Credit: Courtesy of Maine Farmland Trust

You could say Penny Jordan saved the farm. A veteran of the insurance industry with a business degree, she came back to work at her Maine family farm at age 48. Since then, she’s revitalized her old farm stand business with a bus that delivers produce to senior centers. She’s opened a tiny restaurant on wheels, The Well, where a fine-dining chef turns out an ever-changing menu to be eaten at picnic tables by the parking lot—albeit one with a stunning view of Spurwink River. Jordan, a spunky, silvery blonde who favors fleece and Carhartts, has so much energy she almost bounces as she walks. Her creativity may spark new business models for other small farms, and why not? This is a woman who seems like she could do anything.

But Jordan doesn’t take the credit. The secret to her booming business, she says, is instead a complex and seemingly rather dull legal contract called an agricultural easement. The arrangement, made with a land trust, allows farmers to be paid in return for stripping their land of its development rights – no new subdivisions or shopping malls allowed – and instead keeping it as farmland. In 2004, the Jordan family placed 47 acres of their property under an easement with the Cape Elizabeth Land Trust for an undisclosed sum. “The Jordans settled Cape Elizabeth,” Jordan says. “We would not have kept the farm, let alone been able to invest in the business, without this.”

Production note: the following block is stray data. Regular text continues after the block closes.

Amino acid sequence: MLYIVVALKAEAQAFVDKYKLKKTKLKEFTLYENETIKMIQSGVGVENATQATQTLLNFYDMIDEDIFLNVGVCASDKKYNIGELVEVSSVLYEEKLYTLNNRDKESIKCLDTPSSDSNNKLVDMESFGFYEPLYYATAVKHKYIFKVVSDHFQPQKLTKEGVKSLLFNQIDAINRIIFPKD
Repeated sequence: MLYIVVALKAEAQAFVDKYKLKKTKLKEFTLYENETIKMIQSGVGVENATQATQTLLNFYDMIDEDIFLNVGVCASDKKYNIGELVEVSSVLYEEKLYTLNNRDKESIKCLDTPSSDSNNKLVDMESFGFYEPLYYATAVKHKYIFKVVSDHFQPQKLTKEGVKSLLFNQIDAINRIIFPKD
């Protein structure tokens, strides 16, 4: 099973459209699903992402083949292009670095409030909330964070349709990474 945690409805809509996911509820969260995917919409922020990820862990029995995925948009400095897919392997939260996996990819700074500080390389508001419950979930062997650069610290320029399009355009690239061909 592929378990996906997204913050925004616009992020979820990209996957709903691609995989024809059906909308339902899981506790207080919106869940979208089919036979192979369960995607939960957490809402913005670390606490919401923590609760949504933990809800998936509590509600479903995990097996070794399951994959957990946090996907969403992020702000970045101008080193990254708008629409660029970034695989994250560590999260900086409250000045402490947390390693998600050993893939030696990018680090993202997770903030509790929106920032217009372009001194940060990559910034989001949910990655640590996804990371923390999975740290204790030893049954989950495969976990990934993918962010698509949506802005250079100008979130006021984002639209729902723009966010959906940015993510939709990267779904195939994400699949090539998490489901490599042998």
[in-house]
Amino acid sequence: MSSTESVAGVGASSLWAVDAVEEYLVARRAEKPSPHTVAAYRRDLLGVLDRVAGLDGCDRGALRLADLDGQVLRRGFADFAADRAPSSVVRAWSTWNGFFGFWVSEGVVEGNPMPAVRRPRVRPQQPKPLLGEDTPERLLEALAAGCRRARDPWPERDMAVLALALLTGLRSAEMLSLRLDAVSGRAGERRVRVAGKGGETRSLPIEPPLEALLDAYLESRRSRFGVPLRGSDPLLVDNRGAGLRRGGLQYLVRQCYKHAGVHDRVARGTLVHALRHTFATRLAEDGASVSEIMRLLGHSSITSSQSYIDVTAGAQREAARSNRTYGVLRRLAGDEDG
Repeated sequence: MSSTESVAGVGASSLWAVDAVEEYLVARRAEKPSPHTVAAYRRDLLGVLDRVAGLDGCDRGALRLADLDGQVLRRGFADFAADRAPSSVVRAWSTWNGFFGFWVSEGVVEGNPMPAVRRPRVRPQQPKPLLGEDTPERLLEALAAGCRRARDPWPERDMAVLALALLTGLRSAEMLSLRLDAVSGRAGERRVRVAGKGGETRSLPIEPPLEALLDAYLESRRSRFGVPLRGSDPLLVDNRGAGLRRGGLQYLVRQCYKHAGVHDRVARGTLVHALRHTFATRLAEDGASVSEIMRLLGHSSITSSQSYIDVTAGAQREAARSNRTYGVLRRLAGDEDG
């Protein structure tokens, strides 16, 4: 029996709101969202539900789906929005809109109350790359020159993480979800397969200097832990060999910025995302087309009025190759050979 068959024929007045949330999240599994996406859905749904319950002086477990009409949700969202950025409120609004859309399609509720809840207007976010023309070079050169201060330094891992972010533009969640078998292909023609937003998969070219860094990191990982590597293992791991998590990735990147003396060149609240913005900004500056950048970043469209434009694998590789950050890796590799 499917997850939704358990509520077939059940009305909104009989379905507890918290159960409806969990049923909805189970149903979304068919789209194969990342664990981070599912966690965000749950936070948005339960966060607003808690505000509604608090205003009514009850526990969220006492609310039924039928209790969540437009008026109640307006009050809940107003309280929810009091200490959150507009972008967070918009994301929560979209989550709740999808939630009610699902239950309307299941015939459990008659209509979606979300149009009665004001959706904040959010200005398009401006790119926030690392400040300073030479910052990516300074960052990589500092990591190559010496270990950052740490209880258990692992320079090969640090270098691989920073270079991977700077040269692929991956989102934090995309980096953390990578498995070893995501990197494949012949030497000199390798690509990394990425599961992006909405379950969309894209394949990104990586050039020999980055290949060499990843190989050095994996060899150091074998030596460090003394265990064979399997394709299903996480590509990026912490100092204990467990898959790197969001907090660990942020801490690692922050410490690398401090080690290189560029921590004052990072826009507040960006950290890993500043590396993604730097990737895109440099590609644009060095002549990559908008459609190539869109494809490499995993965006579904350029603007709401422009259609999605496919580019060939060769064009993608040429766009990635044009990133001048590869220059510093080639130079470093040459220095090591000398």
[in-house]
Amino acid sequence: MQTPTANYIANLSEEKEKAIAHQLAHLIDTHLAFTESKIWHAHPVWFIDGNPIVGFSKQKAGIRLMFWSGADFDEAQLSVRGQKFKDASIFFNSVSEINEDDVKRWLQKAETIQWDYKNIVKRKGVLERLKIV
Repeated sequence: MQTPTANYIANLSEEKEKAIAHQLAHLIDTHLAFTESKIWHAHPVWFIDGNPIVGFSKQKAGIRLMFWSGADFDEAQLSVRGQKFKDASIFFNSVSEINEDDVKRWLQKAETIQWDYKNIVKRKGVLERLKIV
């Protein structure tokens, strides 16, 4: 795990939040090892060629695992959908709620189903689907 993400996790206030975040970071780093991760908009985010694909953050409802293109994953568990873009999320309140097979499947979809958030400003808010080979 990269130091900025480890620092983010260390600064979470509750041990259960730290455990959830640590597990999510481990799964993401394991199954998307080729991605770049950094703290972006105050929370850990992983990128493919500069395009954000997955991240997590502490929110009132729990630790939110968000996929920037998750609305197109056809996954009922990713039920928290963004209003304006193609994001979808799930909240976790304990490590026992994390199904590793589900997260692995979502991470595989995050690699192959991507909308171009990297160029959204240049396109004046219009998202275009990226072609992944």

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To find out about agricultural easements in Ontario and the upcoming Farmland Forum, visit: Ontario Farmland Trust


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